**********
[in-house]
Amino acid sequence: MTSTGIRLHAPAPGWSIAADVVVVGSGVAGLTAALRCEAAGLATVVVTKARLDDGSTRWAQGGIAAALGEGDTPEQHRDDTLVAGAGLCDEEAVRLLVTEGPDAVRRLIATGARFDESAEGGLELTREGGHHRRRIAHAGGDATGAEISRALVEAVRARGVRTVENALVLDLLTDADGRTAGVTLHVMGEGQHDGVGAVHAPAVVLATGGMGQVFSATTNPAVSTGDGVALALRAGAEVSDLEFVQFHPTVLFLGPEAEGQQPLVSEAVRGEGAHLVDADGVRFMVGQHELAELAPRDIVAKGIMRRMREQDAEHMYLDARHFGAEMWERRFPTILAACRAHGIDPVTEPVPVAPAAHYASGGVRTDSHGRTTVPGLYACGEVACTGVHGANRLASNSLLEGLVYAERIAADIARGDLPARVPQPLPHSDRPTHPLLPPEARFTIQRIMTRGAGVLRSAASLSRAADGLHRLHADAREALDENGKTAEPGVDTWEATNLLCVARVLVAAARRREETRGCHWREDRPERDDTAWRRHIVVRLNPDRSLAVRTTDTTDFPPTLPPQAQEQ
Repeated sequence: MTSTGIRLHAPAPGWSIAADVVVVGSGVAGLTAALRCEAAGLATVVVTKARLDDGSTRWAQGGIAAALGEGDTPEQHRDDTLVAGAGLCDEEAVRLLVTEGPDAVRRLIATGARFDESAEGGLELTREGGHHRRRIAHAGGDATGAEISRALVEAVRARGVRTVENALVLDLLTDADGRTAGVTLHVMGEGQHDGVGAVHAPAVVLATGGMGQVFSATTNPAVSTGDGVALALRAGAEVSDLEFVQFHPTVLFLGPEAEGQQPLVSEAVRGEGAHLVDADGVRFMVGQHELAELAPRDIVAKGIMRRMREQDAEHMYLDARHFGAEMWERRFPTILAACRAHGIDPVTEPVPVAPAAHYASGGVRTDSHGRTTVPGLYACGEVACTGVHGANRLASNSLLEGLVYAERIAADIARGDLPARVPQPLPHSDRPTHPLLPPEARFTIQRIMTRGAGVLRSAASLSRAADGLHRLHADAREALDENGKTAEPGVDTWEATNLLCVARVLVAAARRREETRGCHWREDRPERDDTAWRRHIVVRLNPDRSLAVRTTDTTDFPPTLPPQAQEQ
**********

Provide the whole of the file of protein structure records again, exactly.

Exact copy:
[in-house]
Amino acid sequence: MTSTGIRLHAPAPGWSIAADVVVVGSGVAGLTAALRCEAAGLATVVVTKARLDDGSTRWAQGGIAAALGEGDTPEQHRDDTLVAGAGLCDEEAVRLLVTEGPDAVRRLIATGARFDESAEGGLELTREGGHHRRRIAHAGGDATGAEISRALVEAVRARGVRTVENALVLDLLTDADGRTAGVTLHVMGEGQHDGVGAVHAPAVVLATGGMGQVFSATTNPAVSTGDGVALALRAGAEVSDLEFVQFHPTVLFLGPEAEGQQPLVSEAVRGEGAHLVDADGVRFMVGQHELAELAPRDIVAKGIMRRMREQDAEHMYLDARHFGAEMWERRFPTILAACRAHGIDPVTEPVPVAPAAHYASGGVRTDSHGRTTVPGLYACGEVACTGVHGANRLASNSLLEGLVYAERIAADIARGDLPARVPQPLPHSDRPTHPLLPPEARFTIQRIMTRGAGVLRSAASLSRAADGLHRLHADAREALDENGKTAEPGVDTWEATNLLCVARVLVAAARRREETRGCHWREDRPERDDTAWRRHIVVRLNPDRSLAVRTTDTTDFPPTLPPQAQEQ
Repeated sequence: MTSTGIRLHAPAPGWSIAADVVVVGSGVAGLTAALRCEAAGLATVVVTKARLDDGSTRWAQGGIAAALGEGDTPEQHRDDTLVAGAGLCDEEAVRLLVTEGPDAVRRLIATGARFDESAEGGLELTREGGHHRRRIAHAGGDATGAEISRALVEAVRARGVRTVENALVLDLLTDADGRTAGVTLHVMGEGQHDGVGAVHAPAVVLATGGMGQVFSATTNPAVSTGDGVALALRAGAEVSDLEFVQFHPTVLFLGPEAEGQQPLVSEAVRGEGAHLVDADGVRFMVGQHELAELAPRDIVAKGIMRRMREQDAEHMYLDARHFGAEMWERRFPTILAACRAHGIDPVTEPVPVAPAAHYASGGVRTDSHGRTTVPGLYACGEVACTGVHGANRLASNSLLEGLVYAERIAADIARGDLPARVPQPLPHSDRPTHPLLPPEARFTIQRIMTRGAGVLRSAASLSRAADGLHRLHADAREALDENGKTAEPGVDTWEATNLLCVARVLVAAARRREETRGCHWREDRPERDDTAWRRHIVVRLNPDRSLAVRTTDTTDFPPTLPPQAQEQ